I am on the vaporetto from Marco Polo Airport to the Venetian island of San Giorgio Maggiore, gulls and terns drifting back and forth over the boat, cormorants on the docks, wings spread to the sun, that late August light, unique to this place, shimmering over the waters. I haven’t been here in 20 years but I remember the greys and silvers of the terns (four species are recorded here, including the black tern, Chlidonias niger, which I find particularly elegant in flight) and the miles of tantalising reed beds, where anything might be hiding – only the city, when it finally emerges from the haze, is more postcard than recollection.

It’s a mental flaw, I suppose. I remember habitation in a formal, almost abstract way, whereas light – which is always unique to place – and flora and fauna are vivid and immediate to my mind. At the same time, every approach by water, anywhere in the world, reminds me of every other, whether it’s the crossing from Staten Island to Manhattan or the ferries that run up the coast of Norway, stopping in at one tiny harbour town after another along the way. So it comes as no great surprise, as I disembark, that I find myself remembering the island landing that I love more than any other, even though I have made that passage only once.

Skellig Michael is hardly an island. A thin needle of rock soaring more than 600 feet high straight out of the Atlantic, seven miles from the Kerry coast, it was once refuge to those contemplative monks whose desire for undisturbed reflection reached such an extreme that they braved the choppy waters common in these parts in simple coracles to settle, in tiny beehive huts, at the windy summit of the Skellig. On the day I made the crossing, most of the charter skippers refused to go out, citing the stormy weather, but I finally managed to persuade one man – whose name really was Murphy – to make the voyage and, though the water was indeed rough, the approach to the island and the hours I spent ashore were nothing short of beatific.

Nobody else was there, apart from two archaeologists who kept to their billet in the one stone house by the quay and the rabbits that had run wild and multiplied after the monks left. Halfway up the needle, I turned oceanwards as a pure light cut through the clouds, illumining the sky and the water so the horizon looked like one of those mysterious sea photographs by Hiroshi Sugimoto.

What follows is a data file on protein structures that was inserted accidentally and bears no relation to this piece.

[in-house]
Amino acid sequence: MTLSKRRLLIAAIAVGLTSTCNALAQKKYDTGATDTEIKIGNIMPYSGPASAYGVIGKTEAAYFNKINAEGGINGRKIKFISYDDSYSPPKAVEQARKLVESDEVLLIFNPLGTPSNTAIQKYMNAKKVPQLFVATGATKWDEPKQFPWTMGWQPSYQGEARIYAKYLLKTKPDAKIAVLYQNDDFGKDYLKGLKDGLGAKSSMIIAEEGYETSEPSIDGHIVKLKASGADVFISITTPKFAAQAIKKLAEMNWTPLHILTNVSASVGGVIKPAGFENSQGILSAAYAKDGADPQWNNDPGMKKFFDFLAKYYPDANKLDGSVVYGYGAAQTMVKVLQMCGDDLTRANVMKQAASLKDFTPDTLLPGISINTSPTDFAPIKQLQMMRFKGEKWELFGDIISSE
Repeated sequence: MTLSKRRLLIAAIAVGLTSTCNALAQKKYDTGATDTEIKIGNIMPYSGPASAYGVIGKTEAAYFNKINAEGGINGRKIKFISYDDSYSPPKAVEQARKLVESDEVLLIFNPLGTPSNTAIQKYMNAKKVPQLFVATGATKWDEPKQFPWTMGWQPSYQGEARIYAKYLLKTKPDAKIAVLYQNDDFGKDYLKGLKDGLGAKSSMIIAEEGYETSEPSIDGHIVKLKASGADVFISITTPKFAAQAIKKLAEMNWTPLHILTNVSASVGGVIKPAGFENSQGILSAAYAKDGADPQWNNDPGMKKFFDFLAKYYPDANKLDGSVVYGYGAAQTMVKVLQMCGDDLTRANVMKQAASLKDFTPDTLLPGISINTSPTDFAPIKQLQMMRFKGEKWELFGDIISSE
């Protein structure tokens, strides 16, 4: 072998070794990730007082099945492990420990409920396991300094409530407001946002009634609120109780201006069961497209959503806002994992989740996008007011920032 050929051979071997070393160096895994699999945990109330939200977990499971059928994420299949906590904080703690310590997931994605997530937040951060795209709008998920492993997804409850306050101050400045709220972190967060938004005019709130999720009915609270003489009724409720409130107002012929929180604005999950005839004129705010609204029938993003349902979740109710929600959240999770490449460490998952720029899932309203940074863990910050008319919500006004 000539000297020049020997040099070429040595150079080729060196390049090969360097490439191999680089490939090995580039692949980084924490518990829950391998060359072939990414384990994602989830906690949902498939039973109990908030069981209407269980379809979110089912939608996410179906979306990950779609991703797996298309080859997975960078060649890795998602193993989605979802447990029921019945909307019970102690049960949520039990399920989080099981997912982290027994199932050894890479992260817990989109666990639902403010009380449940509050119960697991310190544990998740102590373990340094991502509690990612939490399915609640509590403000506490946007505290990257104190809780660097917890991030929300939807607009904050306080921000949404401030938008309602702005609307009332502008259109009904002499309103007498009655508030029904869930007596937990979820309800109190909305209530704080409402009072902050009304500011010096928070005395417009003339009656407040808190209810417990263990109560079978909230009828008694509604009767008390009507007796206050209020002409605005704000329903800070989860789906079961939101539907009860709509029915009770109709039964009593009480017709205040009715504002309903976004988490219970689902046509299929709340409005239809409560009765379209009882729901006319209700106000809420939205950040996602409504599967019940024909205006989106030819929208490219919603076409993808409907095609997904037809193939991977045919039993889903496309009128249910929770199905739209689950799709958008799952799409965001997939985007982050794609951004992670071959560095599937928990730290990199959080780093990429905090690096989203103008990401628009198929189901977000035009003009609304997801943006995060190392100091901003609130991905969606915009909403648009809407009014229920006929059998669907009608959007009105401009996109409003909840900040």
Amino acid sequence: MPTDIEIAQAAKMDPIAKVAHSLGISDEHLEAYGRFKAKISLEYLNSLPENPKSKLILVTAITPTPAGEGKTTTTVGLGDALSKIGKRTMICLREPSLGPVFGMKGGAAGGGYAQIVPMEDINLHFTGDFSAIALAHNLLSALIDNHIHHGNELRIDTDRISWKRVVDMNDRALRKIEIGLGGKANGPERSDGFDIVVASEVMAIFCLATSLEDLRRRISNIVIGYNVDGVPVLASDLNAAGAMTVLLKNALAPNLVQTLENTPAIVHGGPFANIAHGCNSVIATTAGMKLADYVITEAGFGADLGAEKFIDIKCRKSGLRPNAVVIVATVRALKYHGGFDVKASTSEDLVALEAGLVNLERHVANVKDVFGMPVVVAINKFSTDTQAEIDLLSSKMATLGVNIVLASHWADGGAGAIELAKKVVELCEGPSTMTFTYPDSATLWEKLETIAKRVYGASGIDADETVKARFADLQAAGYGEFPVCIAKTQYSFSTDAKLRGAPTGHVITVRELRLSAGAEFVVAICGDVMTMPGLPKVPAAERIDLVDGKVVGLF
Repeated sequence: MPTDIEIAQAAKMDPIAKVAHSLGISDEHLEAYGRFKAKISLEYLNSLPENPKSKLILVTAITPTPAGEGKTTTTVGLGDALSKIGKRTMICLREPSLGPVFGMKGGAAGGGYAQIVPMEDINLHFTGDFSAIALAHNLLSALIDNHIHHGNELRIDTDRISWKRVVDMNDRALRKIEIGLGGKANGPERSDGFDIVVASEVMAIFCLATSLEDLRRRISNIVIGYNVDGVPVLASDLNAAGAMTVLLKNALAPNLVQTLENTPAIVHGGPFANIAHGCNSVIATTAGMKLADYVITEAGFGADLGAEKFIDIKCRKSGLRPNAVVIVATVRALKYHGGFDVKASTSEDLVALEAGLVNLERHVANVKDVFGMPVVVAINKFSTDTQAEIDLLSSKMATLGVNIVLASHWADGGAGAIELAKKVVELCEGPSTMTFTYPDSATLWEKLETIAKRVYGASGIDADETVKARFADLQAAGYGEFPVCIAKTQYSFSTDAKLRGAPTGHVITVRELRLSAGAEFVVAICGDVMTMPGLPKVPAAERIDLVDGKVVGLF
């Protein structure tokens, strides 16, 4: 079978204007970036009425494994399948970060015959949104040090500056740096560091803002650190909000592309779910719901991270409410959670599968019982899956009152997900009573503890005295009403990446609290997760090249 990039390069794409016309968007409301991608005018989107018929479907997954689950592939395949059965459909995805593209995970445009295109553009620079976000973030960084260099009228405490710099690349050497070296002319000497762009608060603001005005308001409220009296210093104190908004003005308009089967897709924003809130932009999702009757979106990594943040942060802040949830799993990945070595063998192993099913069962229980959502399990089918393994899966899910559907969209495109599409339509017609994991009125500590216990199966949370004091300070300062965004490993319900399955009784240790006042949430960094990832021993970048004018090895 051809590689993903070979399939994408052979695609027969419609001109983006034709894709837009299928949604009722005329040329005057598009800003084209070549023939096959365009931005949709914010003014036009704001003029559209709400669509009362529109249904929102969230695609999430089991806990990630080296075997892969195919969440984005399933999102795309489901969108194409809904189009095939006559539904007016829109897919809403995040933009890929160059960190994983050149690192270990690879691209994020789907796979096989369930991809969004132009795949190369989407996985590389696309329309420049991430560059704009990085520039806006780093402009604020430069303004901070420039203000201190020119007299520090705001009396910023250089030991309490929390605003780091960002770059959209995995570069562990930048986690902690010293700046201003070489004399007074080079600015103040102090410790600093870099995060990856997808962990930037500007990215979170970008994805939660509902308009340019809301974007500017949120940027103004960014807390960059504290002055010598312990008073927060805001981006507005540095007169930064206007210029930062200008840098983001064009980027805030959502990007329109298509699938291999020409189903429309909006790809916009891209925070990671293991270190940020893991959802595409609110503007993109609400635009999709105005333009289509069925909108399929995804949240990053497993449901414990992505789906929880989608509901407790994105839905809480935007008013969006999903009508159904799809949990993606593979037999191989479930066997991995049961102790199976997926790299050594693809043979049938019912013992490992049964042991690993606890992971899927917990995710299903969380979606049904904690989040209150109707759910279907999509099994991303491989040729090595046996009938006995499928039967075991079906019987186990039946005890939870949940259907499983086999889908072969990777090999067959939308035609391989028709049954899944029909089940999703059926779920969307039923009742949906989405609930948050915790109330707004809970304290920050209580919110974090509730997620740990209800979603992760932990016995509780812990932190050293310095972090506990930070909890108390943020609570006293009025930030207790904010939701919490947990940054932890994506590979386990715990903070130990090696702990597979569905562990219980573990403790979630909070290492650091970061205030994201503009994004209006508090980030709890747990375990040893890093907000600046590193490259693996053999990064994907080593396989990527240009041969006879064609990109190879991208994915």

All through the crossing, gannets had swarmed noisily over the boat in spite of the weather, before dropping back, disappointed, to their colony on Michael’s sister rock, Little Skellig. Up here, however, at the top of the needle, everything was calm, almost silent, and inside the first of the beehive cells it was utterly still. I have no time for gods, as such, but I know that I was touched by something in that place – something around and about me, some kind of ordering principle that, though it needed no deity to give it power, was nevertheless sublime.

Back in Venice, as I changed boats at San Zaccaria, the noise and the crowds and the now golden light on the water could not have offered a greater contrast. Yet what was common to both landings was that quality of unique to this place, the sensation of the specific that makes any location – from gilded Venice to a bare rock, or a post-industrial ruin – magical. As long as we have such places, we have no real need of outside agency: time and place and the fact of being are enough.

Place, first and foremost, is what we all share, living and dead, in our griefs and our visions and our fleeting glory. It is what we should all strive to protect from the blandishments of commerce and the appropriations of agribusiness and other polluting enterprises, not just here, or there, but wherever our ferry boat puts in.

Next week: Felicity Cloake on food

This article first appeared in the 03 September 2015 issue of the New Statesman, Pope of the masses